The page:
It was called a “facelift,” and indeed it was. Prime Minister Justin Trudeau, no stranger to visual storytelling (read: “optics”) exhibited it in glorious form today as he shuffled his cabinet in preparation for a Donald Trump presidency. Chrystia Freeland, former trade minister, was promoted to Foreign Affairs, replacing Stéphane Dion. Freeland will be replaced by the well-regarded François-Philippe Champagne, a 46-year-old former trade lawyer who was parliamentary secretary to the finance minister. Champagne, a cabinet novice, will be responsible for dealing with the barrage of trade reforms promised by Trump.
The shuffle also succeeded in producing a younger, most racially diverse and Instagram-friendly Canadian political executive. The mid-season makeover show keeps Trudeau’s celebrated 50:50 female:male cabinet ratio intact while rewarding the young, the energetic and the photogenic.
This telegraphs volumes. Iranian-born Maryam Monsef, who spent much of last year under fire, first for her birth story, then for her bungling of the electoral reform file that saw her attack the committee charged with making recommendations, maintains a cabinet seat—clearly a reward for staying on even the most implausible talking points. But she’s being sent to the newly renovated Status of Women office which is, tellingly, widely read as a demotion, given, well, the status of women generally, even in the cabinet of a repeatedly self-identified “feminist.”
Dumping the Iranian-born refugee, a rookie MP, from cabinet would have been an optics fail for Trudeau, read as abandonment. Yet replacing the 31-year-old Monsef with 29-year-old Karina Gould, an Oxford-educated rookie MP and former parliamentary secretary to the minister of international development and La Francophonie, can also be read as a signal: that the government’s course on the troubled file isn’t changing—and that the complex electoral reform mandate doesn’t require a more experienced hand at the tiller. There’s also an unfortunate optical takeaway: that young, female rookie MPs are fungible.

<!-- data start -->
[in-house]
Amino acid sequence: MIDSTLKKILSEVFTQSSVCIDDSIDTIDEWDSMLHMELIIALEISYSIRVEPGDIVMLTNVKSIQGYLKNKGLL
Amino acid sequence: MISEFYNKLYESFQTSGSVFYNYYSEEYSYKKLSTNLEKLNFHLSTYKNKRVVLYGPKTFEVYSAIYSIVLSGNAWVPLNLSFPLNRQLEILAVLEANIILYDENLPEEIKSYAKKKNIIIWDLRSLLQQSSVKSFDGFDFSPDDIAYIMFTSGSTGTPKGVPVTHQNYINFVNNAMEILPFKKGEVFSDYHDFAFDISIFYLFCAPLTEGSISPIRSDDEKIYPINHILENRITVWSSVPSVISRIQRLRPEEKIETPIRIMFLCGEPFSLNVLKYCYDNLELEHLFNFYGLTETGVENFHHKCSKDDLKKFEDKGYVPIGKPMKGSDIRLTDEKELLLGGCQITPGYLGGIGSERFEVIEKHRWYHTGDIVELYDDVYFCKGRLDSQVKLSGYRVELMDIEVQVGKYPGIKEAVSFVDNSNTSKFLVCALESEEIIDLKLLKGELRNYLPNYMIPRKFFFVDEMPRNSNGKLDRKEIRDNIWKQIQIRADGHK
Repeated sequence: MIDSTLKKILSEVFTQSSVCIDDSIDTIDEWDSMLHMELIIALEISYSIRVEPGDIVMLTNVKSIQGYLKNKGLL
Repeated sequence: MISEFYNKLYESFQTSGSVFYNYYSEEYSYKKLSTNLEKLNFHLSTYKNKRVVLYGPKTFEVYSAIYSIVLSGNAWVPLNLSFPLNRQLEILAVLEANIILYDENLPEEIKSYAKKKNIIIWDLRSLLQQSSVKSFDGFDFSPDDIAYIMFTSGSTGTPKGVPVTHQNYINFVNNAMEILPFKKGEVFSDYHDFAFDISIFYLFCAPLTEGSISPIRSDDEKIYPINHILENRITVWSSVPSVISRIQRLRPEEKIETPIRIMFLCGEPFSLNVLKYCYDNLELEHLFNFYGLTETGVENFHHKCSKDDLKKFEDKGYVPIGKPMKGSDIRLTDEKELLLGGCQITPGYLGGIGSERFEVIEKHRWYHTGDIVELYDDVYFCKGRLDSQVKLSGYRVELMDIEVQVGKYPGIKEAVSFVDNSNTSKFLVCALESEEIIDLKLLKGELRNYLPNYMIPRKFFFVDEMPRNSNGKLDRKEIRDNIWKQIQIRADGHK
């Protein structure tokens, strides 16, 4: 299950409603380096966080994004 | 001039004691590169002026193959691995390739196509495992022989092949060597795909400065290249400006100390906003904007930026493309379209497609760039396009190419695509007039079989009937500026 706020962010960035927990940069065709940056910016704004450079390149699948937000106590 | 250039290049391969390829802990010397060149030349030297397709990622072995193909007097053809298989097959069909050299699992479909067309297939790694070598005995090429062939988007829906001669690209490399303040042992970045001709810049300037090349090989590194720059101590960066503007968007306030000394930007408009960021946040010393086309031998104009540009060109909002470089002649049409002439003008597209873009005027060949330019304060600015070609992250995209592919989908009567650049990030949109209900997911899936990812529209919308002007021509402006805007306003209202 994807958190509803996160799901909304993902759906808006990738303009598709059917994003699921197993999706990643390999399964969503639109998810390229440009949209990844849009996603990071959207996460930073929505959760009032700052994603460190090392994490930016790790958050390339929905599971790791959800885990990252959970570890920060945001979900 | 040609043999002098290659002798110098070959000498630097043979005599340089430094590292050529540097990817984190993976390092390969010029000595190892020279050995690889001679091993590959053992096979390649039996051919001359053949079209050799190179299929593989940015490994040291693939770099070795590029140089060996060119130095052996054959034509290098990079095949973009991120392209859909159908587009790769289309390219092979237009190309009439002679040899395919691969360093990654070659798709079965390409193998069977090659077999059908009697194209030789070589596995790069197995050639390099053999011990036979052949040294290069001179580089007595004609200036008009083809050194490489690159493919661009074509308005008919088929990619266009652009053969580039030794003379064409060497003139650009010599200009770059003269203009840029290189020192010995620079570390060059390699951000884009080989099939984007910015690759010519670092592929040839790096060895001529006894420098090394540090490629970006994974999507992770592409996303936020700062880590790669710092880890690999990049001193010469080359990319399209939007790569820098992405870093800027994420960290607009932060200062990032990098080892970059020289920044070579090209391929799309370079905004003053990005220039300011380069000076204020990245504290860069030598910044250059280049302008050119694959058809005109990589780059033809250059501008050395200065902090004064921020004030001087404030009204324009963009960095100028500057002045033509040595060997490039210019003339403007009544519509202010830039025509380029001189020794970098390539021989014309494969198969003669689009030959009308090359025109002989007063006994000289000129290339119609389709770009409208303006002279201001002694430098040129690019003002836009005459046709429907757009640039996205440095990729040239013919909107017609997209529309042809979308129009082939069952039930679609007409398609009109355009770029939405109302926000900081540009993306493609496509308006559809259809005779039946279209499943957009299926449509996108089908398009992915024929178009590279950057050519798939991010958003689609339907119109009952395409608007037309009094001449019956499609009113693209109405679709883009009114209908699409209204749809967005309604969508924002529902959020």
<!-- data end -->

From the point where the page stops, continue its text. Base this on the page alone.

MORE: Who is Karina Gould?
The shuffle produced a cabinet more diverse in every way but in age. Former Status of Women minister, 50-year-old Patty Hajdu, was shifted to Labour and Employment, replacing 61-year-old MaryAnn Mihychuk, who was dumped. It also removed two members of the white, male, old guard—along with 61-year-old Dion, 66-year-old John McCallum exits as minister of immigration, refugees and citizenship, replaced by 40-year-old Somalian-born Ahmed Hussen, a former Toronto lawyer, himself a refugee.
The veteran pols will land in diplomatic posts—China for McCallum, likely France for Dion. Three over-60 members of cabinet leaving brings the average age down by three years, to 49.7, and the number of over-60 ministers in a 32-member cabinet to six. That makes the 45-year-old Trudeau, if not yet elder statesman, closer to it.
Freeland is at the shuffle’s centre, clearly rewarded for her last-minute victory salvaging CETA. That the former journalist is now the country’s emissary in an emerging Trump-Putin landscape comes with built-in optics. Freeland’s much-lauded 2012 book, Plutocrats: The Rise of the New Global Super-Rich and the Fall of Everyone Else, makes clear that she understands the financial benefits of entering politics: “One thing that isn’t in dispute is the material value of a political career after leaving office,” she writes. “Politicians can’t fully monetize their plutocratic networks until they retire.” (Clearly she was writing before anyone anticipated Trump enriching himself in office.)
Plutocrats, widely heralded as an exposé of rising global income inequity—and named as a prime reason Trudeau recruited Freeland to run in a 2013 by-election—is more accurately a voyeuristic glimpse of the lifestyles and habits of the world’s oligarchs, featuring much gossip about Russia. She refers to Putin, but not glowingly: “Russia, of course, gives plutocracy a bad name,” she writes. Freeland, whose mother helped draft the Ukrainian constitution in the 1990s, was among politicians and lawmakers banned from Russia in 2014 in retaliation for Canada putting sanctions over Ukraine.
Plutocrats doesn’t mention Trump, which the new president will undoubtedly see as a slight if he bothers to get someone to read the index for him. But the book leaves little doubt that the media-savvy Freeland is intimately acquainted with how rich, old powerful men and oligarchs operate. And that will be indispensable ammunition in her new role.